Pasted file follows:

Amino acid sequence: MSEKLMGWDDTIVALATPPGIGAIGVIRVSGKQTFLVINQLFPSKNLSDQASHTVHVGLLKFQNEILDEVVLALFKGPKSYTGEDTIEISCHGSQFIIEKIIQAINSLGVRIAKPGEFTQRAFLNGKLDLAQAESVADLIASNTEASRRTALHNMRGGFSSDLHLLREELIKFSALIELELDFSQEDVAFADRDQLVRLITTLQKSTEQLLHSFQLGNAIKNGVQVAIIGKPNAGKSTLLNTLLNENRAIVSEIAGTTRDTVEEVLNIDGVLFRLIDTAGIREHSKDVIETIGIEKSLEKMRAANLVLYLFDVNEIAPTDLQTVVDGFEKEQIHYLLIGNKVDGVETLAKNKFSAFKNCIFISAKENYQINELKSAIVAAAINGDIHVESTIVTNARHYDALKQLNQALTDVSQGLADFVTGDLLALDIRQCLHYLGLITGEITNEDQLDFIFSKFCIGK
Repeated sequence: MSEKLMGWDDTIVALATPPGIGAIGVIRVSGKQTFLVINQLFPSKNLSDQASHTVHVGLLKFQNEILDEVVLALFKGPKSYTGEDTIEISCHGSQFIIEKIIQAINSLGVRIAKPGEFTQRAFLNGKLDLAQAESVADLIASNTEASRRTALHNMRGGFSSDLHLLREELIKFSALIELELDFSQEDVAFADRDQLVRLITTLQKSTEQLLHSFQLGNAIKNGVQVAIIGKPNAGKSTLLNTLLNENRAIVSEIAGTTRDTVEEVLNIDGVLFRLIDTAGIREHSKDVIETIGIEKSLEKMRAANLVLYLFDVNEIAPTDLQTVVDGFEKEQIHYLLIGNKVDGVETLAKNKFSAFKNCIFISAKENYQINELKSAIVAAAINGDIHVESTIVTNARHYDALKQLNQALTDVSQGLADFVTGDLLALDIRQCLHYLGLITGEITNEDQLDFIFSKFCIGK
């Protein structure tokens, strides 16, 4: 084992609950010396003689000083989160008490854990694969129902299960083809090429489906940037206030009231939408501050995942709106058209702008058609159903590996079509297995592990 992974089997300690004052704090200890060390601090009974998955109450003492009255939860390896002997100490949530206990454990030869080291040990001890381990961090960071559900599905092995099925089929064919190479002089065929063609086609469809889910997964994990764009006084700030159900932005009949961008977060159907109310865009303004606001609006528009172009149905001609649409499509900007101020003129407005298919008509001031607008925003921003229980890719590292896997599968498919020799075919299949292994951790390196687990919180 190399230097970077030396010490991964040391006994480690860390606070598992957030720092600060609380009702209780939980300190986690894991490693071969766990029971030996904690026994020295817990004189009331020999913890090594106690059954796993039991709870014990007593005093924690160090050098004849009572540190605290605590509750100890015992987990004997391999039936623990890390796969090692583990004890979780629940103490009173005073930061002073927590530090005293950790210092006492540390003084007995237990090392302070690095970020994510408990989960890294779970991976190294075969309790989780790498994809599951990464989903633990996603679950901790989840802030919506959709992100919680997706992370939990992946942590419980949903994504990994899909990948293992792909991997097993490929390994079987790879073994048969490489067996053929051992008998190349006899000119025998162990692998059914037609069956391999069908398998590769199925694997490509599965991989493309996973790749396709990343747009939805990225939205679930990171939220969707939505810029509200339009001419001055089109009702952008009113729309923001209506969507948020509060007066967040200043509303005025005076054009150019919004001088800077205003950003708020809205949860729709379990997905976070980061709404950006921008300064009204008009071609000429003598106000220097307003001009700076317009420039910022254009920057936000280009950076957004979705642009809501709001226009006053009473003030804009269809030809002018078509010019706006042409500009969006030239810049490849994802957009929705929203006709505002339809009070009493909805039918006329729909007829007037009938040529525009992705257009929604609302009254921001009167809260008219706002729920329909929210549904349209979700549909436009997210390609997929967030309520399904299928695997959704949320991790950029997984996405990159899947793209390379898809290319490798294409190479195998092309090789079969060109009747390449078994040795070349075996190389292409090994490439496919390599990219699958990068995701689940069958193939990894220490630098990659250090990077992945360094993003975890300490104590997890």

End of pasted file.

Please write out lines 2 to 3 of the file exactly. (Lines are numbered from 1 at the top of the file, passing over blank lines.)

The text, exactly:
Repeated sequence: MSEKLMGWDDTIVALATPPGIGAIGVIRVSGKQTFLVINQLFPSKNLSDQASHTVHVGLLKFQNEILDEVVLALFKGPKSYTGEDTIEISCHGSQFIIEKIIQAINSLGVRIAKPGEFTQRAFLNGKLDLAQAESVADLIASNTEASRRTALHNMRGGFSSDLHLLREELIKFSALIELELDFSQEDVAFADRDQLVRLITTLQKSTEQLLHSFQLGNAIKNGVQVAIIGKPNAGKSTLLNTLLNENRAIVSEIAGTTRDTVEEVLNIDGVLFRLIDTAGIREHSKDVIETIGIEKSLEKMRAANLVLYLFDVNEIAPTDLQTVVDGFEKEQIHYLLIGNKVDGVETLAKNKFSAFKNCIFISAKENYQINELKSAIVAAAINGDIHVESTIVTNARHYDALKQLNQALTDVSQGLADFVTGDLLALDIRQCLHYLGLITGEITNEDQLDFIFSKFCIGK
């Protein structure tokens, strides 16, 4: 084992609950010396003689000083989160008490854990694969129902299960083809090429489906940037206030009231939408501050995942709106058209702008058609159903590996079509297995592990 992974089997300690004052704090200890060390601090009974998955109450003492009255939860390896002997100490949530206990454990030869080291040990001890381990961090960071559900599905092995099925089929064919190479002089065929063609086609469809889910997964994990764009006084700030159900932005009949961008977060159907109310865009303004606001609006528009172009149905001609649409499509900007101020003129407005298919008509001031607008925003921003229980890719590292896997599968498919020799075919299949292994951790390196687990919180 190399230097970077030396010490991964040391006994480690860390606070598992957030720092600060609380009702209780939980300190986690894991490693071969766990029971030996904690026994020295817990004189009331020999913890090594106690059954796993039991709870014990007593005093924690160090050098004849009572540190605290605590509750100890015992987990004997391999039936623990890390796969090692583990004890979780629940103490009173005073930061002073927590530090005293950790210092006492540390003084007995237990090392302070690095970020994510408990989960890294779970991976190294075969309790989780790498994809599951990464989903633990996603679950901790989840802030919506959709992100919680997706992370939990992946942590419980949903994504990994899909990948293992792909991997097993490929390994079987790879073994048969490489067996053929051992008998190349006899000119025998162990692998059914037609069956391999069908398998590769199925694997490509599965991989493309996973790749396709990343747009939805990225939205679930990171939220969707939505810029509200339009001419001055089109009702952008009113729309923001209506969507948020509060007066967040200043509303005025005076054009150019919004001088800077205003950003708020809205949860729709379990997905976070980061709404950006921008300064009204008009071609000429003598106000220097307003001009700076317009420039910022254009920057936000280009950076957004979705642009809501709001226009006053009473003030804009269809030809002018078509010019706006042409500009969006030239810049490849994802957009929705929203006709505002339809009070009493909805039918006329729909007829007037009938040529525009992705257009929604609302009254921001009167809260008219706002729920329909929210549904349209979700549909436009997210390609997929967030309520399904299928695997959704949320991790950029997984996405990159899947793209390379898809290319490798294409190479195998092309090789079969060109009747390449078994040795070349075996190389292409090994490439496919390599990219699958990068995701689940069958193939990894220490630098990659250090990077992945360094993003975890300490104590997890």